Following an all-school Mass in the abbey church on the first day of term, 6th January, the feast of the Epiphany, our new Head and Principal, Mr Marius Carney, addressed students and staff for the first time.
Thanks to everyone for your welcome to Glenstal at Assembly this morning which was most encouraging and for the prayerful blessing.
As I have begun to meet you and hear about your successes and aspirations, I am struck that one of the features of a Glenstal education is that it is an education in leadership. Leadership for today and for the future in Irish and European society and beyond.
Today we have listened to the familiar story of Caspar, Melchior and Balthasar, the Three Magi. Their story is a fine tale, somewhat romantic even, and because it’s a familiar one, perhaps often we don’t think very much about it. But I believe, on closer inspection, the Magi’s actions have a lot to teach us in Glenstal, today. These Magi were highly educated men; they were astrologers from Persia. They were committed to seeking for the light of truth, and they used their academic prowess to seek for the truth, they also had to use their great wealth to search for the infant Christ. Despite having a top education, they recognised their need of God and they set out, as we heard in the gospel, to seek the infant Messiah and to do him homage. By their actions these leaders drew the world’s attention to God-made-man. They made the Messiah evident to all: they showed him forth – that’s what ‘Epiphany’ means.
What does their example teach us today, this term, about our leadership?
- Firstly, their story reminds us that our academic talents and our material goods come from God and will lead us to God, if we allow that to happen.
- Secondly, we see that we must use the curiosity and gifts we possess to find fulfilment. They used their training in astrology and their wealth to follow the star. In our lives the ‘star’ is your wonder and accomplishment in perhaps Mathematics or Science, Classics, Art, Agriculture, German or French, Business, Sport or Music.
- Thirdly they show us that we need tenacity. They have to work hard to get to Bethlehem. These wise men had to travel in the depth of winter. It cost a lot and they risked the trickery and treachery of wily King Herod. If you like poetry do read TS Eliot’s Journey of the Magi, which so evocatively describes this journey.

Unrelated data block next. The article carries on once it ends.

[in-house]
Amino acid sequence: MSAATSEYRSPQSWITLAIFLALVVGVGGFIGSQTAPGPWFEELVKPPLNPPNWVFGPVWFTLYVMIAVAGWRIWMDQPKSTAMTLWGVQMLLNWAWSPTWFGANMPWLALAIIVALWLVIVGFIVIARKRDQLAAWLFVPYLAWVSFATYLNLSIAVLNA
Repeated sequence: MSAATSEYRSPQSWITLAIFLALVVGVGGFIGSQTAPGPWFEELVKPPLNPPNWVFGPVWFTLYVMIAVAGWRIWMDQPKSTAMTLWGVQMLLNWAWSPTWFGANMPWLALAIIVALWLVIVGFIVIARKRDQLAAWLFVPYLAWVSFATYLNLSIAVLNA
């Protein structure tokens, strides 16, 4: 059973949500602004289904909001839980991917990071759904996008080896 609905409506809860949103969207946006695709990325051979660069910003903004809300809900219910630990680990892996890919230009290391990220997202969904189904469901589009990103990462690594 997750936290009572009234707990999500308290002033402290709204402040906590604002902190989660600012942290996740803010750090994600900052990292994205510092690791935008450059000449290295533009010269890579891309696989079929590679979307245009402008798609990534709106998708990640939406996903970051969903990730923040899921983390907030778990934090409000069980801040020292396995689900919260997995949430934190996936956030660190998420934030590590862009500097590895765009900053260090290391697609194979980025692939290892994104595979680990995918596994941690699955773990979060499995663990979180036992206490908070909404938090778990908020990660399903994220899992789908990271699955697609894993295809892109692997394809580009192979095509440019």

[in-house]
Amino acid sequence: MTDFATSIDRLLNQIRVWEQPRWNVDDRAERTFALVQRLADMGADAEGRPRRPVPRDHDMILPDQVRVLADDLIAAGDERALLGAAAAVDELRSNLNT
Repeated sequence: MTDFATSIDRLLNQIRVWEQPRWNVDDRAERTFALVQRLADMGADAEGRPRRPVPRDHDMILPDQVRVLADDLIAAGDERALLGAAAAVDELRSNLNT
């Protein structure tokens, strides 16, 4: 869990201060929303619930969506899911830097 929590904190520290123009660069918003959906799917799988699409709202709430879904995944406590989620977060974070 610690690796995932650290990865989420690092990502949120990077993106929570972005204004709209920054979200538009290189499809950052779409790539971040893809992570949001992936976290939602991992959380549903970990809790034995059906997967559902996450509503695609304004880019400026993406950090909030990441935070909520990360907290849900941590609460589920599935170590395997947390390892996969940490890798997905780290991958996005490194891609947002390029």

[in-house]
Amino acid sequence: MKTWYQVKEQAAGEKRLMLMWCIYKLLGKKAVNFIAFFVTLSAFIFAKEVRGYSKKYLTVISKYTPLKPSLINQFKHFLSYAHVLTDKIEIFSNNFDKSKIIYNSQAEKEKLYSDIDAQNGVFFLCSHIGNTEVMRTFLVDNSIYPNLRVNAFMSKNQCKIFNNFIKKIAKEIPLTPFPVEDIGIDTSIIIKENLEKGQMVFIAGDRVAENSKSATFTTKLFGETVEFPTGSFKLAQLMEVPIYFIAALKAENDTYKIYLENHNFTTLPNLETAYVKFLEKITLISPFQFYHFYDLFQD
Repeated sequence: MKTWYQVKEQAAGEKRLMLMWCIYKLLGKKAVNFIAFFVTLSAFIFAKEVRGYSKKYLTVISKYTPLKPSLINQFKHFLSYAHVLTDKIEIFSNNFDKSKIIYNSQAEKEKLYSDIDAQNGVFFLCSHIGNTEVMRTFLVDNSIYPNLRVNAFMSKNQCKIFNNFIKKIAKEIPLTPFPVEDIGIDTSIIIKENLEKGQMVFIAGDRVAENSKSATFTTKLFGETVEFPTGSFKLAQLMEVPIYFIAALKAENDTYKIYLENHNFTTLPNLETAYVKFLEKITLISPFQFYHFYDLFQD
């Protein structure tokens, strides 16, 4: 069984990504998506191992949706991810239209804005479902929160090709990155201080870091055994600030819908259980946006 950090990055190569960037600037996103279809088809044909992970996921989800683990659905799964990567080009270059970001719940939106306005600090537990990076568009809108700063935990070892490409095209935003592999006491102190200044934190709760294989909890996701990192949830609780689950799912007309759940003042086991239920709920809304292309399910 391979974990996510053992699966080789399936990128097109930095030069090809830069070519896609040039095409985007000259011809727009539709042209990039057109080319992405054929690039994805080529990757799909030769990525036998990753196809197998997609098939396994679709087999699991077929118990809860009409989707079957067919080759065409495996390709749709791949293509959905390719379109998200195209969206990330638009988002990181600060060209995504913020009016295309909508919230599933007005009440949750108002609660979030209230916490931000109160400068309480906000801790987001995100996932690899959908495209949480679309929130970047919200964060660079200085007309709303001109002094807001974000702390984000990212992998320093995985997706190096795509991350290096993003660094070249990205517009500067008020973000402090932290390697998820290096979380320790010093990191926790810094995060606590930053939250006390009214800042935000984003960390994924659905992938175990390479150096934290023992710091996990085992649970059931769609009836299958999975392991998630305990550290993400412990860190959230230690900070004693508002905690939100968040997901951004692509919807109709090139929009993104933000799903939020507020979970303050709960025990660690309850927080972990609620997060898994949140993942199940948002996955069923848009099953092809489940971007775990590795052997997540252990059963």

The Magi showed
- Reverence for God: They came all that way to do him homage.
- Respect for themselves: Using their own talents to bring them the highest reward
- Responsibility to their unique calling: To show God to the world.
Christina Rosetti in her poem In the Bleak Mid-Winter describes Jesus’ birth in the depth of winter and the worship of the angels. The final stanza reads:
What can I give Him, poor as I am?
If I were a shepherd, I would bring a lamb;
If I were a Wise Man, I would do my part;
Yet what I can I give Him: give my heart.
Each of us, as a student of Glenstal Abbey School is called to ‘do my part’ this new year by living positive leadership. And there is plenty of leadership example among you. I have heard about your good leadership in class and in study, and there are some great Christmas exam marks. Today we have had excellent leadership in the liturgy from our choir, following from their excellent Advent Carol Services. Many of you are great leaders on the sports field in a number of sports and I am aware of the recent Rugby success in the McCarthy Plate. And you all show great leadership in these Covid times, with the many restrictions and deprivations we have to face. Well done.
This term the challenge is to show that leadership in Reverence, Respect, and Responsibility through everything that we do in school life.
We believe that each of us is created in the image of God. And so our leadership in Reverence of God in our school starts with reverence for other people. Accordingly we need to be careful to put their feelings and needs first, and never deliberately say or do something which causes another discomfort.
Respect of one another: Our school was beautifully clean this morning, thanks to a lot of hard work by maintenance and housekeeping staff earlier this week. The shiny floors said: ‘you are welcome’. Our leadership in Respect means that we tidy up as we go along, we leave classrooms and dorms in a fit and proper state for all, we behave sensibly in our building. Leadership means that we all pitch in to sort things out, and get on the case of anyone who doesn’t.
Responsibility means that we find and cherish the gifts and talents that we have. We are all different. That can be hard work. Each man here is responsible for achieving his personal best, but the more so, in humility, he is responsible for looking out for the one who sits behind or in front or to his left or right, so that he too can prosper and flourish in lessons, in clubs, on the sports pitch, in rehearsals, in study and in dorms.
I’m not telling you anything you don’t know. I am merely reminding you of the leadership challenge we embark on together in this new year. From the little time I have spent with you already, I know you are up for the challenge and will make our school a place where God’s light and love permeate our lives. I wish you every success in this coming year, and I hope to be very proud of the leadership each of you will show.